Tuesday, June 5, 2012

Review: Anathema #1

Blessing of a Curse

Fiction lies. Popular fiction like Mystery, Fantasy and Horror fits out fiction's lies with better hats, longer coats and faster horses. Put another way, it's never about the detective, the King or the vampire. Horror holds truths to be self-evident: beware of strangers, don't overreach and stay away from cobwebby books in locked rooms. Horror desires to deceive before it fixes its teeth and allows reality (the true horror) to set in. Horror is always results-based and there are always stakes.
  Writer Rachel Deering, artist Chris Mooneyham and colorist Fares Maese dress up Anathema #1 in classic gothic tropes like remote castles, women in distress and the supernatural. Anathema opens with consecutive stories in which the past is present in two twice-told tales. Deering parallels the beginnings of her protagonist, Mercy, and Mercy's bĂȘte noire, Count Aldric Karnstein so that each origin unfurls to reveal a heroine (and a villain) both bound by bad decisions. At its heart Anathema is a hero's journey in the most parochial sense, however, Deering creates a wolf in sheep’s clothing that comments on intolerance, the consequences of (in)action and the restorative power of storytelling
  Mercy does not live up to her name (at first) as she chooses to run rather than to save her lover, Sarah, when the two are discovered by Sarah's father. Mercy escapes while Sarah is sent to burn for her sin. Mercy's escape -- in light of Sarah's capture -- is kept off-stage and it's not clear where she thought to go as she fled in blind fear. Guilt is a cruel gift that keeps giving; a tender mercy of the wicked that Mercy must channel if she is to overcome her desperation.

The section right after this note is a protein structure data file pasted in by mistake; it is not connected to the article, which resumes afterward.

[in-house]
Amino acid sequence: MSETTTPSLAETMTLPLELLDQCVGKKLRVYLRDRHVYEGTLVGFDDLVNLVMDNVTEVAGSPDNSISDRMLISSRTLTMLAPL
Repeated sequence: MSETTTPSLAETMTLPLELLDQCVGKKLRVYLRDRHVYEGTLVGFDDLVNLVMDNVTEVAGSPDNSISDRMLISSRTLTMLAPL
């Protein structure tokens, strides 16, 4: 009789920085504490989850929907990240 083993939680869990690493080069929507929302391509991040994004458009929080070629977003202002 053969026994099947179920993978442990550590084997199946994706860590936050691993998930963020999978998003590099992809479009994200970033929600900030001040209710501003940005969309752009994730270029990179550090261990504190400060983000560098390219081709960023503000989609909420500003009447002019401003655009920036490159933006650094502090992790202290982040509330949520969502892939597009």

Sarah's screams call Mercy back from her flight, but she arrives too late. In a shrewd twist Mercy bears witness to three unholy acts: Sarah's unjust death, the sudden slaughter of Sarah's persecutors by a murder of red-eyed crows and the in extremis reaping of Sarah's soul by those same red-eyed devils. Mercy breaks and when she does she breaks bad. All the gutters in Anathema take the black with one exception: the moment Mercy realizes the gravity of her decision not to act to save Sarah's life. In an unbroken border, Mooneyham and Maese surround a prostrate Mercy in white. It is at this nadir that she finds her voice, becomes a storyteller and seeks an audience.   Deering's decision to begin Mercy's story in medias res requires a fair amount of narrative to explain the goings-on. At first, it's not clear that this is a retelling of events. Sure, all the verbs are in the past tense, but when the art is this effective it's easy to overlook grammar. Mooneyham's pencils and Maese's colors elevate the narrative exposition from only a telling into a showing. The art is so dynamic that it's easy to miss the two white narrative boxes of Mercy's interlocutor amongst the champagne colored multitude of Mercy's narration. Mooneyham and Maese's work possesses a crepuscular glee; silhouettes and macabre shadows are offset by a luminous moon and the flames of the pyre. Maese's cool color palette illuminates the story and gives it the look of stained glass. Mooneyham's figures foreground forests dense with vegetative verve and leaves awhirl symbolic of a fall. The faces of Mercy and Sarah are open, void of too much detail, but always split with tears. In the attack on the sanctimonious mob, Mooneyham backgrounds a grisly moment of a limb being torn off and hoisted into the air by one of the crows; an indelicate and emblematic image of Anathema's mark of horror.